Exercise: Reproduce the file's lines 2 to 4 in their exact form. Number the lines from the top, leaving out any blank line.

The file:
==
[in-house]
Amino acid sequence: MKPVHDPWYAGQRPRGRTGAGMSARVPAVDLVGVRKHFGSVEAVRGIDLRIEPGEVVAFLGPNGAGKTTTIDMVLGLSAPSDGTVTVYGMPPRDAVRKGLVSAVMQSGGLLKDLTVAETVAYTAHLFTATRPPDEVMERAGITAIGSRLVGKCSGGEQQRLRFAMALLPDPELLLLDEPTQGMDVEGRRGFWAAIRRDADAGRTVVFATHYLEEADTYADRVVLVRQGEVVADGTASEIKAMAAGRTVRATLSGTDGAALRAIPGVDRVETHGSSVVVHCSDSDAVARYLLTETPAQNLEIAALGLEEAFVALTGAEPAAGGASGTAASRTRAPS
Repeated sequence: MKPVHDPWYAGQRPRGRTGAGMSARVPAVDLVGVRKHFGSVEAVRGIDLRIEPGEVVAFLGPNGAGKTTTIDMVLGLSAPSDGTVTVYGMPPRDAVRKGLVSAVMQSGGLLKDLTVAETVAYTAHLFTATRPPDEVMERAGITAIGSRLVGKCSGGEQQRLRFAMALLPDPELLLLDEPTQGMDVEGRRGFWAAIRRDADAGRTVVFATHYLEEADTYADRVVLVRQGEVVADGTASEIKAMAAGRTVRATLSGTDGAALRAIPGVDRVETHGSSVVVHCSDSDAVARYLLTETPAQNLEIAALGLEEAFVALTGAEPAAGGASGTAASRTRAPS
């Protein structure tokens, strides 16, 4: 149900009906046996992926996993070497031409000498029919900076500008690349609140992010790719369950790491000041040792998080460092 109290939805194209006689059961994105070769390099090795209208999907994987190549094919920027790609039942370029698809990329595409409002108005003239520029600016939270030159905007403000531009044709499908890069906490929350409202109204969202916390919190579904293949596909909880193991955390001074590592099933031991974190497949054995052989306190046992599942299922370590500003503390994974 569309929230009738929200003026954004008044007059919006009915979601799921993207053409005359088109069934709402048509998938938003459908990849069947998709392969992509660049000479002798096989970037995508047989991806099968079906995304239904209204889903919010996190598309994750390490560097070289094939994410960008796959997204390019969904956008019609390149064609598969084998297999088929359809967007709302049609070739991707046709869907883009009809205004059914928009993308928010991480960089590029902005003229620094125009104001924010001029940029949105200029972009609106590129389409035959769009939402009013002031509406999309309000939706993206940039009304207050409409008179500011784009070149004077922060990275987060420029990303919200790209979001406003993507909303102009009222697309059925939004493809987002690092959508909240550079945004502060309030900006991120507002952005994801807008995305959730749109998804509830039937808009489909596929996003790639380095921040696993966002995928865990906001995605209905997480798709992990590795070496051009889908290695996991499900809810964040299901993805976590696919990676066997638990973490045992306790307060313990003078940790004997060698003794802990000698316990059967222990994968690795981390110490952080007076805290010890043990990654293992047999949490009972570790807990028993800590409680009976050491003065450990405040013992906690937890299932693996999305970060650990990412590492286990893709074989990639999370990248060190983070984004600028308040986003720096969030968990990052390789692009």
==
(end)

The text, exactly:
Amino acid sequence: MKPVHDPWYAGQRPRGRTGAGMSARVPAVDLVGVRKHFGSVEAVRGIDLRIEPGEVVAFLGPNGAGKTTTIDMVLGLSAPSDGTVTVYGMPPRDAVRKGLVSAVMQSGGLLKDLTVAETVAYTAHLFTATRPPDEVMERAGITAIGSRLVGKCSGGEQQRLRFAMALLPDPELLLLDEPTQGMDVEGRRGFWAAIRRDADAGRTVVFATHYLEEADTYADRVVLVRQGEVVADGTASEIKAMAAGRTVRATLSGTDGAALRAIPGVDRVETHGSSVVVHCSDSDAVARYLLTETPAQNLEIAALGLEEAFVALTGAEPAAGGASGTAASRTRAPS
Repeated sequence: MKPVHDPWYAGQRPRGRTGAGMSARVPAVDLVGVRKHFGSVEAVRGIDLRIEPGEVVAFLGPNGAGKTTTIDMVLGLSAPSDGTVTVYGMPPRDAVRKGLVSAVMQSGGLLKDLTVAETVAYTAHLFTATRPPDEVMERAGITAIGSRLVGKCSGGEQQRLRFAMALLPDPELLLLDEPTQGMDVEGRRGFWAAIRRDADAGRTVVFATHYLEEADTYADRVVLVRQGEVVADGTASEIKAMAAGRTVRATLSGTDGAALRAIPGVDRVETHGSSVVVHCSDSDAVARYLLTETPAQNLEIAALGLEEAFVALTGAEPAAGGASGTAASRTRAPS
């Protein structure tokens, strides 16, 4: 149900009906046996992926996993070497031409000498029919900076500008690349609140992010790719369950790491000041040792998080460092 109290939805194209006689059961994105070769390099090795209208999907994987190549094919920027790609039942370029698809990329595409409002108005003239520029600016939270030159905007403000531009044709499908890069906490929350409202109204969202916390919190579904293949596909909880193991955390001074590592099933031991974190497949054995052989306190046992599942299922370590500003503390994974 569309929230009738929200003026954004008044007059919006009915979601799921993207053409005359088109069934709402048509998938938003459908990849069947998709392969992509660049000479002798096989970037995508047989991806099968079906995304239904209204889903919010996190598309994750390490560097070289094939994410960008796959997204390019969904956008019609390149064609598969084998297999088929359809967007709302049609070739991707046709869907883009009809205004059914928009993308928010991480960089590029902005003229620094125009104001924010001029940029949105200029972009609106590129389409035959769009939402009013002031509406999309309000939706993206940039009304207050409409008179500011784009070149004077922060990275987060420029990303919200790209979001406003993507909303102009009222697309059925939004493809987002690092959508909240550079945004502060309030900006991120507002952005994801807008995305959730749109998804509830039937808009489909596929996003790639380095921040696993966002995928865990906001995605209905997480798709992990590795070496051009889908290695996991499900809810964040299901993805976590696919990676066997638990973490045992306790307060313990003078940790004997060698003794802990000698316990059967222990994968690795981390110490952080007076805290010890043990990654293992047999949490009972570790807990028993800590409680009976050491003065450990405040013992906690937890299932693996999305970060650990990412590492286990893709074989990639999370990248060190983070984004600028308040986003720096969030968990990052390789692009």